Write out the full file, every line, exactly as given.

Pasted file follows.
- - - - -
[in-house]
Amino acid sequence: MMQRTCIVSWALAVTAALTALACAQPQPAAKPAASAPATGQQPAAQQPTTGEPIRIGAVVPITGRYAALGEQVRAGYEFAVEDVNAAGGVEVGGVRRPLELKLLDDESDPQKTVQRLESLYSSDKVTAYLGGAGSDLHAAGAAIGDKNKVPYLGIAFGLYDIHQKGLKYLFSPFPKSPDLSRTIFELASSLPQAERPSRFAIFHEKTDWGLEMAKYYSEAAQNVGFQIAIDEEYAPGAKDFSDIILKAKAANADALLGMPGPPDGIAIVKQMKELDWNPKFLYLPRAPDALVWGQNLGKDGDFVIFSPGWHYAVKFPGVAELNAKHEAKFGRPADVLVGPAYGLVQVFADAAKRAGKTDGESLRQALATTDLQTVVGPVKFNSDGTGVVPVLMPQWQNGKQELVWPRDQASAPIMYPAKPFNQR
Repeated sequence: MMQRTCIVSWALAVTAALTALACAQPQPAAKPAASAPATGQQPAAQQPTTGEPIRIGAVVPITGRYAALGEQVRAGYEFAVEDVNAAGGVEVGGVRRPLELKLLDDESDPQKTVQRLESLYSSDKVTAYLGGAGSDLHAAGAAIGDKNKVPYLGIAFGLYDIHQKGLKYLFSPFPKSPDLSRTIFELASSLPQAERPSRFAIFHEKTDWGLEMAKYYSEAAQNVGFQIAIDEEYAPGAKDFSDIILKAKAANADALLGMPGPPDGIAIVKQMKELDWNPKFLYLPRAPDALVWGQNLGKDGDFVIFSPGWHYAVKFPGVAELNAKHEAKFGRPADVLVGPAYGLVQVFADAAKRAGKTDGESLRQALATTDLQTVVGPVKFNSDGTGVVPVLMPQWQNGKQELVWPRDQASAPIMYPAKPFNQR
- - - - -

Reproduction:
[in-house]
Amino acid sequence: MMQRTCIVSWALAVTAALTALACAQPQPAAKPAASAPATGQQPAAQQPTTGEPIRIGAVVPITGRYAALGEQVRAGYEFAVEDVNAAGGVEVGGVRRPLELKLLDDESDPQKTVQRLESLYSSDKVTAYLGGAGSDLHAAGAAIGDKNKVPYLGIAFGLYDIHQKGLKYLFSPFPKSPDLSRTIFELASSLPQAERPSRFAIFHEKTDWGLEMAKYYSEAAQNVGFQIAIDEEYAPGAKDFSDIILKAKAANADALLGMPGPPDGIAIVKQMKELDWNPKFLYLPRAPDALVWGQNLGKDGDFVIFSPGWHYAVKFPGVAELNAKHEAKFGRPADVLVGPAYGLVQVFADAAKRAGKTDGESLRQALATTDLQTVVGPVKFNSDGTGVVPVLMPQWQNGKQELVWPRDQASAPIMYPAKPFNQR
Repeated sequence: MMQRTCIVSWALAVTAALTALACAQPQPAAKPAASAPATGQQPAAQQPTTGEPIRIGAVVPITGRYAALGEQVRAGYEFAVEDVNAAGGVEVGGVRRPLELKLLDDESDPQKTVQRLESLYSSDKVTAYLGGAGSDLHAAGAAIGDKNKVPYLGIAFGLYDIHQKGLKYLFSPFPKSPDLSRTIFELASSLPQAERPSRFAIFHEKTDWGLEMAKYYSEAAQNVGFQIAIDEEYAPGAKDFSDIILKAKAANADALLGMPGPPDGIAIVKQMKELDWNPKFLYLPRAPDALVWGQNLGKDGDFVIFSPGWHYAVKFPGVAELNAKHEAKFGRPADVLVGPAYGLVQVFADAAKRAGKTDGESLRQALATTDLQTVVGPVKFNSDGTGVVPVLMPQWQNGKQELVWPRDQASAPIMYPAKPFNQR